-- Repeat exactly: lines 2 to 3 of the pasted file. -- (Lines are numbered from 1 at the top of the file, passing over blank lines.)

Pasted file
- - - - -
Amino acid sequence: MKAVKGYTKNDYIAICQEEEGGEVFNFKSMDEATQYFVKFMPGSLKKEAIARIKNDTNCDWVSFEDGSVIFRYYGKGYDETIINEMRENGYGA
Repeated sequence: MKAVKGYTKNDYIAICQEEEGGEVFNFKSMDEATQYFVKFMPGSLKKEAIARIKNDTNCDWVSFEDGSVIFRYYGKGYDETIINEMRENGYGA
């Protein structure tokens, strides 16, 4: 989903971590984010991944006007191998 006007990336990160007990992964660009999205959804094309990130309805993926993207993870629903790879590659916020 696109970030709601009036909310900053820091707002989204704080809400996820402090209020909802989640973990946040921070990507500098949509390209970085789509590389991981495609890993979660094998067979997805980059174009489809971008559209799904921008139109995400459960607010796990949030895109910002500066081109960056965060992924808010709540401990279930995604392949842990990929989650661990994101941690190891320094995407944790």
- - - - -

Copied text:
Repeated sequence: MKAVKGYTKNDYIAICQEEEGGEVFNFKSMDEATQYFVKFMPGSLKKEAIARIKNDTNCDWVSFEDGSVIFRYYGKGYDETIINEMRENGYGA
């Protein structure tokens, strides 16, 4: 989903971590984010991944006007191998 006007990336990160007990992964660009999205959804094309990130309805993926993207993870629903790879590659916020 696109970030709601009036909310900053820091707002989204704080809400996820402090209020909802989640973990946040921070990507500098949509390209970085789509590389991981495609890993979660094998067979997805980059174009489809971008559209799904921008139109995400459960607010796990949030895109910002500066081109960056965060992924808010709540401990279930995604392949842990990929989650661990994101941690190891320094995407944790």